McClendon says, "The initiative set forth won't solve the real problem. It's an inadequate substitute for the reforms that are really needed to make the system work to everyone's satisfaction. Our (comp) plans are accounting ledger books not visionary guides."

So a practical remedy won't come easy, McClendon adds. "Florida's system is incredibly strong with regard to implementation, especially in contrast to other states," he says.

"Our deficiency is the lack of clarity and understanding about what is being implemented. It's important to put the emphasis on (being) visionary for the future and expressing it in a way that people can see and understand."

Florida Chamber Priorities

Constitutional amendments

×Raise requirements for constitutional amendments.

×Urge repeal or modification of ill-conceived or costly amendments already on the books.

×Amend state Constitution to prevent circumvention of legislative authority.

Education-Training

×Increase skills and abilities requirements for high school graduation.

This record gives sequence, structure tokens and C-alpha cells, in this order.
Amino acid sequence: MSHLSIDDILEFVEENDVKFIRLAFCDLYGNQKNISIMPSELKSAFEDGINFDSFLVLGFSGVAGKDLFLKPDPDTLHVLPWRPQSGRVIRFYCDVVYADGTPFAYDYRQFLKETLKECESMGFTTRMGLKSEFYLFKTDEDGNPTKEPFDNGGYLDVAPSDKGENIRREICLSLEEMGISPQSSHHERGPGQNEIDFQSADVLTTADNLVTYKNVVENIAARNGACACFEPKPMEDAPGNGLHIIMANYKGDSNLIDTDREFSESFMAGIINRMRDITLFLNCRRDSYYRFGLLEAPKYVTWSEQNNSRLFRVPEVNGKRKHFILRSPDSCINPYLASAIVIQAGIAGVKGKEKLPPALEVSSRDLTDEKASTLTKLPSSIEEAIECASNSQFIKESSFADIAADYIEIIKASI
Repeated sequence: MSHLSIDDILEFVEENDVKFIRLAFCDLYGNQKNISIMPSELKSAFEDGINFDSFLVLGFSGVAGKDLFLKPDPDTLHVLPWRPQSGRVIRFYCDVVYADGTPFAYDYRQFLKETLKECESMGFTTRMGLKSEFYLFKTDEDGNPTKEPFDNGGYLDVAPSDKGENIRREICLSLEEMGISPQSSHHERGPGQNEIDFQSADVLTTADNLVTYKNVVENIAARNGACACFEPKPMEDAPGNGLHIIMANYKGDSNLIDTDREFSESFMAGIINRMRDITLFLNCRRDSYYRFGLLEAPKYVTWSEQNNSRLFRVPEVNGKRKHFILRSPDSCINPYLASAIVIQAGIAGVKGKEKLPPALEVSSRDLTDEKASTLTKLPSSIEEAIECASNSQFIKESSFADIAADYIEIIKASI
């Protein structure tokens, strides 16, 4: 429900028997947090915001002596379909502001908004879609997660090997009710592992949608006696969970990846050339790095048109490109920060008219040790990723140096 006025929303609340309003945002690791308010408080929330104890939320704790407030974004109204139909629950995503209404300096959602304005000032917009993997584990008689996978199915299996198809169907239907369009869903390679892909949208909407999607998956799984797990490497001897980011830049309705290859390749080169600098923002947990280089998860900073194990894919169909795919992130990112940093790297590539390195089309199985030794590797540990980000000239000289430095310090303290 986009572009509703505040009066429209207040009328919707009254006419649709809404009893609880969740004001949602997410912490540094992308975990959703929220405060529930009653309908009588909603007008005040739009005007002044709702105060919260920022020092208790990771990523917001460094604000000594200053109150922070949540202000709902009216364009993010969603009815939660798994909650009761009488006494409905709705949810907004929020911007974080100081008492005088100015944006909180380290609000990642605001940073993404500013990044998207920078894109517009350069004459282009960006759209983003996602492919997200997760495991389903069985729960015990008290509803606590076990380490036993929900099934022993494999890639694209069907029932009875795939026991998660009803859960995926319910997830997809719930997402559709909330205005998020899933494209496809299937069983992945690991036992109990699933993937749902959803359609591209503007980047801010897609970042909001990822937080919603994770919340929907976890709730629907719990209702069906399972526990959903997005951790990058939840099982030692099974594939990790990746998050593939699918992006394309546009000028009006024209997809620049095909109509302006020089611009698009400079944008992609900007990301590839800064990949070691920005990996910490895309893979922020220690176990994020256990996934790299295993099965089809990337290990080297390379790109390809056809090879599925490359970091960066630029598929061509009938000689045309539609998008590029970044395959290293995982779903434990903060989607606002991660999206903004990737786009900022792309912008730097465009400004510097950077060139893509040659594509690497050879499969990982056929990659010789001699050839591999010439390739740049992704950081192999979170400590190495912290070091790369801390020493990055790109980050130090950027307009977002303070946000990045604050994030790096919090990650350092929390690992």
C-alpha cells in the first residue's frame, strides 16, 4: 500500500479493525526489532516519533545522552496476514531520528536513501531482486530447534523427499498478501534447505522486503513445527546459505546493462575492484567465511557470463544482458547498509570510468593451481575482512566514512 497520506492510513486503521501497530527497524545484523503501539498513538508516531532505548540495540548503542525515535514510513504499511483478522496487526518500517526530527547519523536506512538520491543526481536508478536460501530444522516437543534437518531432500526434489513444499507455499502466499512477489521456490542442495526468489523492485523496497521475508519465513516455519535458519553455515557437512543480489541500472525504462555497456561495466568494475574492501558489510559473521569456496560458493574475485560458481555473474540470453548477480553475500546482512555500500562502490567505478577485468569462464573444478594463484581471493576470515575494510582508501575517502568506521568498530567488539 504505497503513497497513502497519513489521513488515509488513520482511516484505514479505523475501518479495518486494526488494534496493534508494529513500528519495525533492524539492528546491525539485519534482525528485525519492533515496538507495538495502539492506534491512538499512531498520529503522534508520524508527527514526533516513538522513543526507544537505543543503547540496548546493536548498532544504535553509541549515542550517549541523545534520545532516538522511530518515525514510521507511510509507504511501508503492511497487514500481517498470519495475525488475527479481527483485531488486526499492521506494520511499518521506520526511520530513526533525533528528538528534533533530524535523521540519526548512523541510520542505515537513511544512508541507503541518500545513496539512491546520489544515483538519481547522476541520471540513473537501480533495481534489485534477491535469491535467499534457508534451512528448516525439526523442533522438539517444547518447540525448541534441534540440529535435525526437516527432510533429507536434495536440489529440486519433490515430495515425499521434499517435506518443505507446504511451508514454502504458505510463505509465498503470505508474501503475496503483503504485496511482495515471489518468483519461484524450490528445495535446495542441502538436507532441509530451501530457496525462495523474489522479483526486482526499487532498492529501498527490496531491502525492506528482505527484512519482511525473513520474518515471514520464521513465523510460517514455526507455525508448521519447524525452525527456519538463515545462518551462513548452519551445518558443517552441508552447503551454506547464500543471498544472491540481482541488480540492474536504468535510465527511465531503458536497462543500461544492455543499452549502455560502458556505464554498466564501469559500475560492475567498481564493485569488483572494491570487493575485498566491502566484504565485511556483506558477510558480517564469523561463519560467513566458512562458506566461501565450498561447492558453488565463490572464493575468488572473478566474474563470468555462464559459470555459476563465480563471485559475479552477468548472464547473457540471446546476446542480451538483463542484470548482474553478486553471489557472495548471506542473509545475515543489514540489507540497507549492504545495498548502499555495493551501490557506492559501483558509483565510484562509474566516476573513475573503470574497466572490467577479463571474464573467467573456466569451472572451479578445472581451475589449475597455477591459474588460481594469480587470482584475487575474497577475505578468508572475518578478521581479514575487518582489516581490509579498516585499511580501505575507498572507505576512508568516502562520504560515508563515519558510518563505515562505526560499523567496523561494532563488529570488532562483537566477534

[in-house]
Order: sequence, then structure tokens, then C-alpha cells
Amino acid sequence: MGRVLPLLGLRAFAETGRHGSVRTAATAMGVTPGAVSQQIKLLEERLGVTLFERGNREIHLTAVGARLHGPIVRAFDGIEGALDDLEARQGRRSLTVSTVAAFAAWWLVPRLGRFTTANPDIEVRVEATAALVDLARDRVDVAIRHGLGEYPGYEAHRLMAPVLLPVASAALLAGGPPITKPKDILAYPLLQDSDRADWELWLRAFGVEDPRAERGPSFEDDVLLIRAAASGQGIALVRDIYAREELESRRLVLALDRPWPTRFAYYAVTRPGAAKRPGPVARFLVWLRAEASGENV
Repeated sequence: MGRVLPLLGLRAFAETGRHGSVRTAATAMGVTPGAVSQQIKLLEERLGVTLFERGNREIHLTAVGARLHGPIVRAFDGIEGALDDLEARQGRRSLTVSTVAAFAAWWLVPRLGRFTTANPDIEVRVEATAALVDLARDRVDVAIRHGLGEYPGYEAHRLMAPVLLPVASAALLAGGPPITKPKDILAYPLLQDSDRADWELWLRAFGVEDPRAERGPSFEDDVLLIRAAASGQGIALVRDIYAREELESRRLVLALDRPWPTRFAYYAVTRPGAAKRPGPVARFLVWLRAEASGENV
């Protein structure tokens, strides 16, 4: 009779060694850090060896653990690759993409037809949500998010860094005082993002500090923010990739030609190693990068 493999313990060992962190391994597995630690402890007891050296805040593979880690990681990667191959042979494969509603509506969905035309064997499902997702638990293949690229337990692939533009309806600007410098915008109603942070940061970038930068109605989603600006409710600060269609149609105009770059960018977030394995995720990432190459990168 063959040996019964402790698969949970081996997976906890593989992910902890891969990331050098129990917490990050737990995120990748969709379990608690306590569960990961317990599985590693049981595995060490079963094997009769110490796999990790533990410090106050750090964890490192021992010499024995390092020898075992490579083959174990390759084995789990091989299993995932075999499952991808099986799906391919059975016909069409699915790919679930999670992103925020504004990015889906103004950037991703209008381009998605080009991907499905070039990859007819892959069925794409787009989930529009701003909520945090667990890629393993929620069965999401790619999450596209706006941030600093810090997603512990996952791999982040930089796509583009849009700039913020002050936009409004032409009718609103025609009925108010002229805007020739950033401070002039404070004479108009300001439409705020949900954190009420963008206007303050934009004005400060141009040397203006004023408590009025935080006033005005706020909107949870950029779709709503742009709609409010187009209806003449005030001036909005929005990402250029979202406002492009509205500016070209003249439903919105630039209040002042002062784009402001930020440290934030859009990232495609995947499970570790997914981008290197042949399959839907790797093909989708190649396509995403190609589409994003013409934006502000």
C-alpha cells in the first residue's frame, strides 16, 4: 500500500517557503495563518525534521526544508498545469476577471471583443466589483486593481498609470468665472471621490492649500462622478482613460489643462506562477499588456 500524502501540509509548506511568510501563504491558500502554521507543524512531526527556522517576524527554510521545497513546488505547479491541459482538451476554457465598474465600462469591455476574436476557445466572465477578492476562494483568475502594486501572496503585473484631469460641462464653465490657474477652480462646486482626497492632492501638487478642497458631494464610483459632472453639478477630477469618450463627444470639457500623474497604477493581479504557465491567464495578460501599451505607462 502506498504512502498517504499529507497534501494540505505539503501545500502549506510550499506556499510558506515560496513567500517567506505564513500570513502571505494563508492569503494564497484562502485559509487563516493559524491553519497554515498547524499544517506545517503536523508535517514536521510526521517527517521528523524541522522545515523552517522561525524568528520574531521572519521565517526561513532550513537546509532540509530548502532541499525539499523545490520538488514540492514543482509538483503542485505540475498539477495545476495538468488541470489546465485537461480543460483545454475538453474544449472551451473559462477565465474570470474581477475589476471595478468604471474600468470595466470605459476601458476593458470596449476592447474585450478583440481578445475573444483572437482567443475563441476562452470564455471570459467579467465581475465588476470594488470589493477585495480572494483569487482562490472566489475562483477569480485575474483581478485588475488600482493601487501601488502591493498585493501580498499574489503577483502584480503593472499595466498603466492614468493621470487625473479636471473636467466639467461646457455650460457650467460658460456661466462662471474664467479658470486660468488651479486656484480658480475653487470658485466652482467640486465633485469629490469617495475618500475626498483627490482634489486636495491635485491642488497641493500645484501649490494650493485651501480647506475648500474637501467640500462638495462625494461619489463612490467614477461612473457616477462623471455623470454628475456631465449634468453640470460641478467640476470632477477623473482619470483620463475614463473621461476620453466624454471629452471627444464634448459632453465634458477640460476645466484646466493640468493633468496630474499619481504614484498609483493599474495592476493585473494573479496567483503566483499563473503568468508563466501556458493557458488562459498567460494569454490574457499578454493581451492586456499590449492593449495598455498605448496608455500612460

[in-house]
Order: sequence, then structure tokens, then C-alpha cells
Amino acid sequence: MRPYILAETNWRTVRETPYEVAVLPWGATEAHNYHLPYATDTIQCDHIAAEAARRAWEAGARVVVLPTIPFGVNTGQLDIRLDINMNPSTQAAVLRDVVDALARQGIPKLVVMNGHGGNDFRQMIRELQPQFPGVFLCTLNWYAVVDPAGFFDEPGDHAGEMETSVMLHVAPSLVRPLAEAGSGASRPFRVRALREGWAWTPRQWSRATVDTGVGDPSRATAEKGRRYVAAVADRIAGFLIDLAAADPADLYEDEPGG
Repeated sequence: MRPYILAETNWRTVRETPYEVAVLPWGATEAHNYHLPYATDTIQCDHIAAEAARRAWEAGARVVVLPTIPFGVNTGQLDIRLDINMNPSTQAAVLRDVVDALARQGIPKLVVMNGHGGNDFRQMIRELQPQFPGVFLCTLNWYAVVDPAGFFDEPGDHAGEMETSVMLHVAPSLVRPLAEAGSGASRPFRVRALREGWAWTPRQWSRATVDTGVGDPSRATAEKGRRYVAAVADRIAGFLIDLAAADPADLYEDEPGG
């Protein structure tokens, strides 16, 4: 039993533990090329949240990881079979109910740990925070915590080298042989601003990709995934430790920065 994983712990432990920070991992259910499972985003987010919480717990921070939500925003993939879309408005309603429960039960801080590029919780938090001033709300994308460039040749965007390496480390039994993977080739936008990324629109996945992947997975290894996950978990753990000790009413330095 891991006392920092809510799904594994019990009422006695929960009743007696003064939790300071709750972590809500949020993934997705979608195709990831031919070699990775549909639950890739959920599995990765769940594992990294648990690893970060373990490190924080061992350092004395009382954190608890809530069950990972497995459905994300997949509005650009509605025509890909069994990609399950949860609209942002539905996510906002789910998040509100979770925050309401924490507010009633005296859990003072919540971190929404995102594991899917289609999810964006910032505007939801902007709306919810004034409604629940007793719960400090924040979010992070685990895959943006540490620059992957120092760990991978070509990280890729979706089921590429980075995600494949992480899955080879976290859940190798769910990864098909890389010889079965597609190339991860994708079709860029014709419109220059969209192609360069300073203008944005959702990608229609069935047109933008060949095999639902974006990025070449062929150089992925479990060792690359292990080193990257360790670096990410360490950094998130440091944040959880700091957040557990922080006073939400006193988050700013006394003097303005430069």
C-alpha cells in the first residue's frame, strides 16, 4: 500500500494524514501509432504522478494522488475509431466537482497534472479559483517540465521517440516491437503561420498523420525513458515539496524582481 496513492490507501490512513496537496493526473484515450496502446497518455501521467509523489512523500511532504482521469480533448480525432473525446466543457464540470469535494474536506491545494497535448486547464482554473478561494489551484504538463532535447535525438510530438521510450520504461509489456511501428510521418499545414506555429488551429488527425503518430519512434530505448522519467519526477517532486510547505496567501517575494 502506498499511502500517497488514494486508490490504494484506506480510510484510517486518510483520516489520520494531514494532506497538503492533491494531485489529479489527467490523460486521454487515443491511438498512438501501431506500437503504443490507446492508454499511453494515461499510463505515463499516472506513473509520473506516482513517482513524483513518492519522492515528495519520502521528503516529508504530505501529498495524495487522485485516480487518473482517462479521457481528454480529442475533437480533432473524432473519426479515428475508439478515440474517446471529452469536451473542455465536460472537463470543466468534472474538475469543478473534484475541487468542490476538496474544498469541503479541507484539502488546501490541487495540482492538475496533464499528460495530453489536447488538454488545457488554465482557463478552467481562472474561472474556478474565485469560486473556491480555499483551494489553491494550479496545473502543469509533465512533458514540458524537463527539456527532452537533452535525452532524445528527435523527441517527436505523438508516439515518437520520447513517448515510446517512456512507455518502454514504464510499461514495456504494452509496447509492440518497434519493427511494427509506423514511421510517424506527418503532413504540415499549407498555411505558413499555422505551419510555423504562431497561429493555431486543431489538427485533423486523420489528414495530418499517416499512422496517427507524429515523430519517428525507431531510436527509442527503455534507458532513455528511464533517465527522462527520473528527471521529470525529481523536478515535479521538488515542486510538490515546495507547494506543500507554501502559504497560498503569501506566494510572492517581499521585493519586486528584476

× Support alternative vocational and technical training programs.

×Ensure appropriate growth funding for state's K-20 education system.

× Implement recommendations from Chapter 3 of the chamber's new Cornerstone report, "Preparing Florida's Intellectual Infrastructure for the 21st Century Economy."

Insurance

×Make health, worker's compensation and general liability insurance more affordable for employers.

×Make available cost and quality comparison on health insurance to employers.

Legal reform

×Defend protections enacted in the Tort Reform Act of 1999.

×Decrease civil liability against businesses and expand premises liability protections.

×Institute a system of joint-and-several liability that requires awards based on percentage of fault.

×Make Florida's summary judgment standard consistent with federal standards.

Tax and tax regulation

×Eliminate any tax advantage an out-of-state business has over Florida-based businesses